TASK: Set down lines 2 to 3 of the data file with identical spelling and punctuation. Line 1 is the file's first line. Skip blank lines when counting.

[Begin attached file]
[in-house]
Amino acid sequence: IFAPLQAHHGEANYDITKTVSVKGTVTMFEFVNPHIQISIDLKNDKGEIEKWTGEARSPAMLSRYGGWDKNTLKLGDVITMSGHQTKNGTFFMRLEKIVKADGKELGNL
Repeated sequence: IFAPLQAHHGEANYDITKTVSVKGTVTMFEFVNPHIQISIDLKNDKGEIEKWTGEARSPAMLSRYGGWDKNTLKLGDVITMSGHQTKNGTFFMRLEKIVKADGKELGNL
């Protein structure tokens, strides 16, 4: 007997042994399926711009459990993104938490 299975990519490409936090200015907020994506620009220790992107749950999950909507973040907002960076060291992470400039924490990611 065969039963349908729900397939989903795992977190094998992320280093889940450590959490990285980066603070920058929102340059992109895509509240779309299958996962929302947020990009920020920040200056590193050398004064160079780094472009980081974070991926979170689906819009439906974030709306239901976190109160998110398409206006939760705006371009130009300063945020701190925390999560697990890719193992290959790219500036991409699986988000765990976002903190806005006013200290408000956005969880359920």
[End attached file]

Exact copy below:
Amino acid sequence: IFAPLQAHHGEANYDITKTVSVKGTVTMFEFVNPHIQISIDLKNDKGEIEKWTGEARSPAMLSRYGGWDKNTLKLGDVITMSGHQTKNGTFFMRLEKIVKADGKELGNL
Repeated sequence: IFAPLQAHHGEANYDITKTVSVKGTVTMFEFVNPHIQISIDLKNDKGEIEKWTGEARSPAMLSRYGGWDKNTLKLGDVITMSGHQTKNGTFFMRLEKIVKADGKELGNL